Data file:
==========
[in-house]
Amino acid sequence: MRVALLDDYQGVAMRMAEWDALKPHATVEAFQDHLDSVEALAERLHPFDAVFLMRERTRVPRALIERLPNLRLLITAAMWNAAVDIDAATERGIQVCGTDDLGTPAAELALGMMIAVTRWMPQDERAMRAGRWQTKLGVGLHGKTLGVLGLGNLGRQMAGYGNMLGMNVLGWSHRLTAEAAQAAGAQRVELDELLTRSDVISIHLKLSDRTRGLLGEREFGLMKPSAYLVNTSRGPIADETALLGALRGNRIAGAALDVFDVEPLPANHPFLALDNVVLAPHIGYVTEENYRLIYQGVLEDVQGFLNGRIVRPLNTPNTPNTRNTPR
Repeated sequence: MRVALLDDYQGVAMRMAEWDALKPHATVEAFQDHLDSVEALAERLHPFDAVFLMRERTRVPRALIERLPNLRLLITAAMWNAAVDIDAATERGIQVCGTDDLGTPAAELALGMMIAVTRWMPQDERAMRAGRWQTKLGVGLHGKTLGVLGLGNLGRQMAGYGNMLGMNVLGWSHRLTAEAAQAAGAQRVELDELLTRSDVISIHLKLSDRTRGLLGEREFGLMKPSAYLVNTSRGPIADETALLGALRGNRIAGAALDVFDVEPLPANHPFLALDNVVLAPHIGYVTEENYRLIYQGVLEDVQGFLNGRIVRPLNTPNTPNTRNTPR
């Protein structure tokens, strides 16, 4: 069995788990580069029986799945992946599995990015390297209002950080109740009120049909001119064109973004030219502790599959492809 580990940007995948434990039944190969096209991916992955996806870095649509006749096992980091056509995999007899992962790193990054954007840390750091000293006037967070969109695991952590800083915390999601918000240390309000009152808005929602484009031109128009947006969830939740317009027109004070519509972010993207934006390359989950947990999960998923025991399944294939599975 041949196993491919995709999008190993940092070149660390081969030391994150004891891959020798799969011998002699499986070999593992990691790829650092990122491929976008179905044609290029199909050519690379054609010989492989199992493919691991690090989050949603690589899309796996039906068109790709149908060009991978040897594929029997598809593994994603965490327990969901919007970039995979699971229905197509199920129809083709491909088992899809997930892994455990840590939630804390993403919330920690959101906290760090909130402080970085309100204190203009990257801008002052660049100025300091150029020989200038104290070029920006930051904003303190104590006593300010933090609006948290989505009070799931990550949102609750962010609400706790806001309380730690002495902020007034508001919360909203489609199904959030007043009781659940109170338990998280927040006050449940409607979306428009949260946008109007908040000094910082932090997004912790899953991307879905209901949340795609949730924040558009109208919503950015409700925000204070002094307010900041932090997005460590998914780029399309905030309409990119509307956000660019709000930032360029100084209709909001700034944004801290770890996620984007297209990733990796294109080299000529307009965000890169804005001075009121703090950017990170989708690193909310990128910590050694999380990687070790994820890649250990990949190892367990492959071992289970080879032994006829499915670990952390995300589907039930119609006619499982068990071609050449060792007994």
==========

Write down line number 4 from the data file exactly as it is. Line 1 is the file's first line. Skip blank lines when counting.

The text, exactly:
């Protein structure tokens, strides 16, 4: 069995788990580069029986799945992946599995990015390297209002950080109740009120049909001119064109973004030219502790599959492809 580990940007995948434990039944190969096209991916992955996806870095649509006749096992980091056509995999007899992962790193990054954007840390750091000293006037967070969109695991952590800083915390999601918000240390309000009152808005929602484009031109128009947006969830939740317009027109004070519509972010993207934006390359989950947990999960998923025991399944294939599975 041949196993491919995709999008190993940092070149660390081969030391994150004891891959020798799969011998002699499986070999593992990691790829650092990122491929976008179905044609290029199909050519690379054609010989492989199992493919691991690090989050949603690589899309796996039906068109790709149908060009991978040897594929029997598809593994994603965490327990969901919007970039995979699971229905197509199920129809083709491909088992899809997930892994455990840590939630804390993403919330920690959101906290760090909130402080970085309100204190203009990257801008002052660049100025300091150029020989200038104290070029920006930051904003303190104590006593300010933090609006948290989505009070799931990550949102609750962010609400706790806001309380730690002495902020007034508001919360909203489609199904959030007043009781659940109170338990998280927040006050449940409607979306428009949260946008109007908040000094910082932090997004912790899953991307879905209901949340795609949730924040558009109208919503950015409700925000204070002094307010900041932090997005460590998914780029399309905030309409990119509307956000660019709000930032360029100084209709909001700034944004801290770890996620984007297209990733990796294109080299000529307009965000890169804005001075009121703090950017990170989708690193909310990128910590050694999380990687070790994820890649250990990949190892367990492959071992289970080879032994006829499915670990952390995300589907039930119609006619499982068990071609050449060792007994």